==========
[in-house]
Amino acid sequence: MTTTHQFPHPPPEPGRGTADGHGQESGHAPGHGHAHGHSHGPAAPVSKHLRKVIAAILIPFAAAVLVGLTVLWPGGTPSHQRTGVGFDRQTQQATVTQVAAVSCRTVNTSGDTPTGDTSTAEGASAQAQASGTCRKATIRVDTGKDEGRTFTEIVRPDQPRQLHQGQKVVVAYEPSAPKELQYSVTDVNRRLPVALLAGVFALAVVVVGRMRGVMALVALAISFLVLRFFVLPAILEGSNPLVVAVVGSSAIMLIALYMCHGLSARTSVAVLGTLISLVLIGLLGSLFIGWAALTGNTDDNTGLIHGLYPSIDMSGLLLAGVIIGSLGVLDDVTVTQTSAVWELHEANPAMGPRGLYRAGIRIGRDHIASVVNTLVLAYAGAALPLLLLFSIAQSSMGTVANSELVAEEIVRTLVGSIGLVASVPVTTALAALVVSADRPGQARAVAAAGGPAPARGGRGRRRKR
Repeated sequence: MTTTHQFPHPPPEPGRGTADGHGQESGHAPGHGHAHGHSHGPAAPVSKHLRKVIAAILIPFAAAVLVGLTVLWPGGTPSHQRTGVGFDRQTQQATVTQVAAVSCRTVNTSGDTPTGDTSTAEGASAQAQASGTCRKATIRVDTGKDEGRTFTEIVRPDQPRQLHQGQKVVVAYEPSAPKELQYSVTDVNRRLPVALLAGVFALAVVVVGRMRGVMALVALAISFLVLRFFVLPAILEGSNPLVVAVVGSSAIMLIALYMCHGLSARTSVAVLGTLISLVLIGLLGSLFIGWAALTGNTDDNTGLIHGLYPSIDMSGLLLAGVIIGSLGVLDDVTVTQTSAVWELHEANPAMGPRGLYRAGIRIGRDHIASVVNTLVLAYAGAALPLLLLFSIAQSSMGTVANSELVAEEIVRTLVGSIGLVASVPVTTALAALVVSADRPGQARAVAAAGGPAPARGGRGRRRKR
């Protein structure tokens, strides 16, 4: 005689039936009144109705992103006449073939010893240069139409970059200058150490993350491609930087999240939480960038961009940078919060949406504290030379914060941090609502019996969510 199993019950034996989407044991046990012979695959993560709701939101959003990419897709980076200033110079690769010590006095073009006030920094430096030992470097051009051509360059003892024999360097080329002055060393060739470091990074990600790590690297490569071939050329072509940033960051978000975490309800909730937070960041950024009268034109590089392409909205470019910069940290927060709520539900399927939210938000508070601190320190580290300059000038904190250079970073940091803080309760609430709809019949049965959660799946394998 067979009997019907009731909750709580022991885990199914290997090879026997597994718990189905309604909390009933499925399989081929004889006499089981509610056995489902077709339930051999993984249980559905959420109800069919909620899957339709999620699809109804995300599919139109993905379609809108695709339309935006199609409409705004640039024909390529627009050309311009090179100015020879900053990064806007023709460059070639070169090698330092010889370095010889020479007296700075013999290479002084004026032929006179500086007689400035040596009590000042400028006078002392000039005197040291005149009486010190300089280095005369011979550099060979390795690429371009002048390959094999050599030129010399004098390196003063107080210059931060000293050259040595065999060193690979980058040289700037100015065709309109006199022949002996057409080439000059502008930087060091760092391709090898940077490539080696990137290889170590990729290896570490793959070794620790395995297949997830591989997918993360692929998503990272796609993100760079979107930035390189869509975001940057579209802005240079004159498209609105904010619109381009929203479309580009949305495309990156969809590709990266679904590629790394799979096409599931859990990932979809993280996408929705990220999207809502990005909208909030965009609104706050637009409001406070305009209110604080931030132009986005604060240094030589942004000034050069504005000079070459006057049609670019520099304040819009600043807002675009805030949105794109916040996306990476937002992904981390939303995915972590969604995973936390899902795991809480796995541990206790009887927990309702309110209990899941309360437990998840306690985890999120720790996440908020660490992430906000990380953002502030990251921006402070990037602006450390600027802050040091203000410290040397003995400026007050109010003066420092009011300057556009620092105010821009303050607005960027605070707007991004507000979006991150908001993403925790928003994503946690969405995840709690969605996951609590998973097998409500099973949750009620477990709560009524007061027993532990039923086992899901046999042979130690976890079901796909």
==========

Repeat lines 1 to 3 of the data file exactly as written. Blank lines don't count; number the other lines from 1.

[in-house]
Amino acid sequence: MTTTHQFPHPPPEPGRGTADGHGQESGHAPGHGHAHGHSHGPAAPVSKHLRKVIAAILIPFAAAVLVGLTVLWPGGTPSHQRTGVGFDRQTQQATVTQVAAVSCRTVNTSGDTPTGDTSTAEGASAQAQASGTCRKATIRVDTGKDEGRTFTEIVRPDQPRQLHQGQKVVVAYEPSAPKELQYSVTDVNRRLPVALLAGVFALAVVVVGRMRGVMALVALAISFLVLRFFVLPAILEGSNPLVVAVVGSSAIMLIALYMCHGLSARTSVAVLGTLISLVLIGLLGSLFIGWAALTGNTDDNTGLIHGLYPSIDMSGLLLAGVIIGSLGVLDDVTVTQTSAVWELHEANPAMGPRGLYRAGIRIGRDHIASVVNTLVLAYAGAALPLLLLFSIAQSSMGTVANSELVAEEIVRTLVGSIGLVASVPVTTALAALVVSADRPGQARAVAAAGGPAPARGGRGRRRKR
Repeated sequence: MTTTHQFPHPPPEPGRGTADGHGQESGHAPGHGHAHGHSHGPAAPVSKHLRKVIAAILIPFAAAVLVGLTVLWPGGTPSHQRTGVGFDRQTQQATVTQVAAVSCRTVNTSGDTPTGDTSTAEGASAQAQASGTCRKATIRVDTGKDEGRTFTEIVRPDQPRQLHQGQKVVVAYEPSAPKELQYSVTDVNRRLPVALLAGVFALAVVVVGRMRGVMALVALAISFLVLRFFVLPAILEGSNPLVVAVVGSSAIMLIALYMCHGLSARTSVAVLGTLISLVLIGLLGSLFIGWAALTGNTDDNTGLIHGLYPSIDMSGLLLAGVIIGSLGVLDDVTVTQTSAVWELHEANPAMGPRGLYRAGIRIGRDHIASVVNTLVLAYAGAALPLLLLFSIAQSSMGTVANSELVAEEIVRTLVGSIGLVASVPVTTALAALVVSADRPGQARAVAAAGGPAPARGGRGRRRKR